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Thomas Henry Tansley

Rank: Private

Lifetime: 1897-1917

Reference: 353448


The Tansley family grave in Kingston Cemetry

Private Thomas Henry Tansley (353448) of the 1st Battalion of the London Regiment died on 7 June 1917 aged 20. He is commemorated on the Ypres Menin Gate Memorial and on a family grave in Kingston Cemetery.

His family lived in Inverin, 23 Cedars Road, Hampton Wick from 1907 until 1914. The house would have been rather crowded: at the time of the 1911 Census Thomas lived there with his father, Thomas Henry Tansley (born in c1856 in Weston, Staffordshire); his mother, Kate Elizabeth Tansley (born in c1864 in Hemel Hempstead in Hertfordshire); his brother; three sisters and a widowed boarder and his two grown up sons. His father describes himself as a Grocer’s Assistant working at a grocer’s store which was also an ironmongers and wine and spirit store! His parents had been married for 18 years by 1911 and had five children in rapid succession aged between 16 and 10 in 1911. All the children were born in Stone, Staffordshire which suggests that the family moved South sometime after 1901.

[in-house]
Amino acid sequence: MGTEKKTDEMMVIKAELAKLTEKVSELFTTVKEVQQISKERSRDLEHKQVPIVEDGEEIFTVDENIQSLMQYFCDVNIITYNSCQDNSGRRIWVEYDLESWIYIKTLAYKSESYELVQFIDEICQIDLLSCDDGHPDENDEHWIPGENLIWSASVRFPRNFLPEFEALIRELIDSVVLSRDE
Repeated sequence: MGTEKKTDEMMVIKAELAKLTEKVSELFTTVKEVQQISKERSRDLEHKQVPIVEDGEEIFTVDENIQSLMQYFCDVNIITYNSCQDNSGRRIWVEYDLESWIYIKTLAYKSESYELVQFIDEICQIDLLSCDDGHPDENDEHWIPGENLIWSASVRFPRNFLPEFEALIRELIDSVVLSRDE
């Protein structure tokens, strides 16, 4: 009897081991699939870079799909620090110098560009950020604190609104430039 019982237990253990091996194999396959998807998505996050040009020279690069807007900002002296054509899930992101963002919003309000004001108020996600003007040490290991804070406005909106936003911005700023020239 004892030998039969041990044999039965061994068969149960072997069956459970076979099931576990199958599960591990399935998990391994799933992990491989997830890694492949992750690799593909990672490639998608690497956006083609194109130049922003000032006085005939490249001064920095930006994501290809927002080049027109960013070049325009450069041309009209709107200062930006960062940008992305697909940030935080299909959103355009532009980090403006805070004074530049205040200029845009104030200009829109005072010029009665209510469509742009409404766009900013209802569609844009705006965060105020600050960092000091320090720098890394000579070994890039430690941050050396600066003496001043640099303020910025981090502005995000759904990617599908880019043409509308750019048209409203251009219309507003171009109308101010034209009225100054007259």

The Tansleys were a Hampton Wick family long after the First World War. His father, David Tansley occupied 5 Vicarage Road from 1912 until 1930. Constance and Margaret Tansley (his younger and older sisters) moved into their father’s property in 1930 and then occupied the newly built 22 Vicarage Road from 1934 until 1982.

According to his obituary in The Surrey Comet dated 23 June 1917, Private Thomas Henry Tansley was the second son of David Tansley. He was an old boy of the Hampton Wick Endowed School and was also a member of the Choir at the Parish Church. He had volunteered in March 1915 enlisting with the East Surreys Regiment being subsequently transferred to the London Regiment. He was sent to France in September 1916 and wounded in the left shoulder and right leg in the following month during the Battle of the Somme. He recovered and was sent to France again at Easter 1917 where he was killed on 7 June 1917 during a night raid.

According to Private Tansley’s obituary, one of his brothers had served in the army for eight months but had been discharged by 1917 on medical grounds.

The first phase of this Project is to gather information about the men commemorated on the Hampton Wick War Memorial who fought in the Great War, also known as World War I, WWI or the First World War.

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